Oct. 6, 2006— -- Too many cans of cola might mean bad news for your bones.
Some women drink diet cola to help keep the weight off, but a new study suggests that drinking diet, regular and decaffeinated cola can actually lower bone density and put women at increased risk for osteoporosis.
According to the National Osteoporosis Foundation, roughly 55 percent of Americans, mostly women, are at risk of developing the brittle-bone disease, which leaves bones dry, weak, and more likely to fracture.
Cola drinks -- such as Pepsi-Cola or Coca-Cola -- seem to increase that risk, according to research published in today's American Journal of Clinical Nutrition.
Researchers from the U.S. Department of Agriculture Human Nutrition Research Center on Aging at Tufts University looked at data from 2,500 men and women who were part of the Framingham Osteoporosis Study. The average age of those studied was just under 60.
The scientists compared how much cola and other sodas people drank to bone mineral density measurements taken from the spine and from three different spots on the hips.
"The more cola that women drank, the lower their bone mineral density was," said Katherine Tucker, study author and director of the Epidemiology and Dietary Assessment Program at Tufts University, in a press release.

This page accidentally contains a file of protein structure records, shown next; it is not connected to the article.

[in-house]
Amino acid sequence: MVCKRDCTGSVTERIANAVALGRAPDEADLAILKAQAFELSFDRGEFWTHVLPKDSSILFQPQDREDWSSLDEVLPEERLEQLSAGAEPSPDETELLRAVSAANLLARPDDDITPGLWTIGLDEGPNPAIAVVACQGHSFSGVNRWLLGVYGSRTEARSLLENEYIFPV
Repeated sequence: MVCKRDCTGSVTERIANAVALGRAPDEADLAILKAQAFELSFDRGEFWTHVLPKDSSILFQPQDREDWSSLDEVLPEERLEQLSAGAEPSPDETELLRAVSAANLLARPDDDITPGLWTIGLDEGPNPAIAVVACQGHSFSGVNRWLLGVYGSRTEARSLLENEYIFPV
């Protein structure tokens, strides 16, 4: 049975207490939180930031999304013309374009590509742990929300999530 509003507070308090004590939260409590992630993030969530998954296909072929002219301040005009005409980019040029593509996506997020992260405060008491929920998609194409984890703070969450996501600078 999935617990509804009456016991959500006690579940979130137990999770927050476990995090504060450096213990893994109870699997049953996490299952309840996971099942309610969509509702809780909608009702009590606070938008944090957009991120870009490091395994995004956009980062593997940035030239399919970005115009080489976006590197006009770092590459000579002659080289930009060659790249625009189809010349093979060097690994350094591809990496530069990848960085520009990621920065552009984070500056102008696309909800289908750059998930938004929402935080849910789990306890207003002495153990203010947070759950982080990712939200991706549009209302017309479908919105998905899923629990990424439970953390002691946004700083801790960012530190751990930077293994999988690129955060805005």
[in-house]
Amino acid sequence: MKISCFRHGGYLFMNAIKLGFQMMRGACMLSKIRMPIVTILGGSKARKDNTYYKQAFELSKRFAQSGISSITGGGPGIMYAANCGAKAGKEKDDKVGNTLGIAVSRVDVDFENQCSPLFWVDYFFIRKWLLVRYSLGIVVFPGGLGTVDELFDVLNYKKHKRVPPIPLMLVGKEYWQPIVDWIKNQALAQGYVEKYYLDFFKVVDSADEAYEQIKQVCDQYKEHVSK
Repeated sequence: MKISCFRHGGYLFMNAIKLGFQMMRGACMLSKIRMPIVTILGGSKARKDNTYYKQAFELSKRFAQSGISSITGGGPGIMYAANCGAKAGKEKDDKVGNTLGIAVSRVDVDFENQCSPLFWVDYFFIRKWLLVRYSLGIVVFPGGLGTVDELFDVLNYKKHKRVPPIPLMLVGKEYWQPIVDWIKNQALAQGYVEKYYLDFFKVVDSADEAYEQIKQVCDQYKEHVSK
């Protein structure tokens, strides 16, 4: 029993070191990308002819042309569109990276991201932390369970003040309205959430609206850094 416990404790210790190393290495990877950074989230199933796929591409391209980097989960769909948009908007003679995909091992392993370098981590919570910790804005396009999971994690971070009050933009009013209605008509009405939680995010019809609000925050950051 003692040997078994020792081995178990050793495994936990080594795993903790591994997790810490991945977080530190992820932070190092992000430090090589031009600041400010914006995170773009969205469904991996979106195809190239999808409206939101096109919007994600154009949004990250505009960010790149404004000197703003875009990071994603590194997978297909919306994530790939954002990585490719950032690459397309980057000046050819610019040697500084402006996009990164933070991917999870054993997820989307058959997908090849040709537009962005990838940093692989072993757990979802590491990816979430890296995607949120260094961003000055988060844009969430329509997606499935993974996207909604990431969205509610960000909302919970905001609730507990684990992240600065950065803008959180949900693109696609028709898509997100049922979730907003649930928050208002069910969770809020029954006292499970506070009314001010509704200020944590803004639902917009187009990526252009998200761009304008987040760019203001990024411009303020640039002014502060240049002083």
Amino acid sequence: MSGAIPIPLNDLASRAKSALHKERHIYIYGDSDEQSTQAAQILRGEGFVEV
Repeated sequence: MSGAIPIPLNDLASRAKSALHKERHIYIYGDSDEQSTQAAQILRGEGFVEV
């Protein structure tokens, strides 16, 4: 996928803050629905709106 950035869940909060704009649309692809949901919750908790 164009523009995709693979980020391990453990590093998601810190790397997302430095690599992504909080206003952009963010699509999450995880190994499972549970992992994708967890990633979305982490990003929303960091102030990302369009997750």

Women who drank more cola had reduced bone mineral density at all three hip sites but not at the spine. The link between cola consumption and women's bone loss was unaffected by age, menopausal status, cigarettes, alcohol, or total calcium and vitamin D intake.
Cola consumption did not affect men in the same way. Also, other carbonated drinks were not associated with bone loss.
Previous studies suggested that women who drank more cola had reduced bone density because the cola replaced milk in their diets, meaning the women got less calcium. But in this study, the women who drank the most cola still drank enough milk. However, women who drank cola had less calcium in their diet overall, so that lack of calcium could explain the finding here. Researchers said they'll continue to study the link between cola consumption and bone loss.